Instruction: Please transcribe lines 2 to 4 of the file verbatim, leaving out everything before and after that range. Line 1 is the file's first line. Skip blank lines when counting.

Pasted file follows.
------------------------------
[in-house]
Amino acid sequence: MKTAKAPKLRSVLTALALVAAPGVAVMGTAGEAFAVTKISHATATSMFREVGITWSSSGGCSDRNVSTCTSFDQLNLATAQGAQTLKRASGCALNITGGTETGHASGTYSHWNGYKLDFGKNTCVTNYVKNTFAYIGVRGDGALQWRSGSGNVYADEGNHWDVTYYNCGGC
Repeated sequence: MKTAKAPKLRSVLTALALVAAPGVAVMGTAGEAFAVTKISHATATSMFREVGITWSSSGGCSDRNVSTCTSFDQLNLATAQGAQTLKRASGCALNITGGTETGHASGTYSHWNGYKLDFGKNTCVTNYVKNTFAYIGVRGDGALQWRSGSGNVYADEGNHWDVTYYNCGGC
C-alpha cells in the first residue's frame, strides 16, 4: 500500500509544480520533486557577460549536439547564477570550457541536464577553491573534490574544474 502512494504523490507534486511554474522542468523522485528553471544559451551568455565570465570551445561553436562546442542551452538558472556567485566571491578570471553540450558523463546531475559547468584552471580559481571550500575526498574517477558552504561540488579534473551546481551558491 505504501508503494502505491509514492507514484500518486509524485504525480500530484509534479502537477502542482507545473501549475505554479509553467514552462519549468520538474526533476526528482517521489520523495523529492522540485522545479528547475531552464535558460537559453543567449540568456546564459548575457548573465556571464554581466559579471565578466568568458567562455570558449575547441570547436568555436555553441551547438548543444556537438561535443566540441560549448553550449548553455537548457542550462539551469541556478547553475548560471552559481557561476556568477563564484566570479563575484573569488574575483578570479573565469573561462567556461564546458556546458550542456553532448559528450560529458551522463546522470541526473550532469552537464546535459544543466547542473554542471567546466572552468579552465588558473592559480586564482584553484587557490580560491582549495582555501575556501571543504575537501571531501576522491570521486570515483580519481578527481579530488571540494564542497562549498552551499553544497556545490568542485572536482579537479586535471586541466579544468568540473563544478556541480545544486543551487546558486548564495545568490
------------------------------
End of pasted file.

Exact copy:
Amino acid sequence: MKTAKAPKLRSVLTALALVAAPGVAVMGTAGEAFAVTKISHATATSMFREVGITWSSSGGCSDRNVSTCTSFDQLNLATAQGAQTLKRASGCALNITGGTETGHASGTYSHWNGYKLDFGKNTCVTNYVKNTFAYIGVRGDGALQWRSGSGNVYADEGNHWDVTYYNCGGC
Repeated sequence: MKTAKAPKLRSVLTALALVAAPGVAVMGTAGEAFAVTKISHATATSMFREVGITWSSSGGCSDRNVSTCTSFDQLNLATAQGAQTLKRASGCALNITGGTETGHASGTYSHWNGYKLDFGKNTCVTNYVKNTFAYIGVRGDGALQWRSGSGNVYADEGNHWDVTYYNCGGC
C-alpha cells in the first residue's frame, strides 16, 4: 500500500509544480520533486557577460549536439547564477570550457541536464577553491573534490574544474 502512494504523490507534486511554474522542468523522485528553471544559451551568455565570465570551445561553436562546442542551452538558472556567485566571491578570471553540450558523463546531475559547468584552471580559481571550500575526498574517477558552504561540488579534473551546481551558491 505504501508503494502505491509514492507514484500518486509524485504525480500530484509534479502537477502542482507545473501549475505554479509553467514552462519549468520538474526533476526528482517521489520523495523529492522540485522545479528547475531552464535558460537559453543567449540568456546564459548575457548573465556571464554581466559579471565578466568568458567562455570558449575547441570547436568555436555553441551547438548543444556537438561535443566540441560549448553550449548553455537548457542550462539551469541556478547553475548560471552559481557561476556568477563564484566570479563575484573569488574575483578570479573565469573561462567556461564546458556546458550542456553532448559528450560529458551522463546522470541526473550532469552537464546535459544543466547542473554542471567546466572552468579552465588558473592559480586564482584553484587557490580560491582549495582555501575556501571543504575537501571531501576522491570521486570515483580519481578527481579530488571540494564542497562549498552551499553544497556545490568542485572536482579537479586535471586541466579544468568540473563544478556541480545544486543551487546558486548564495545568490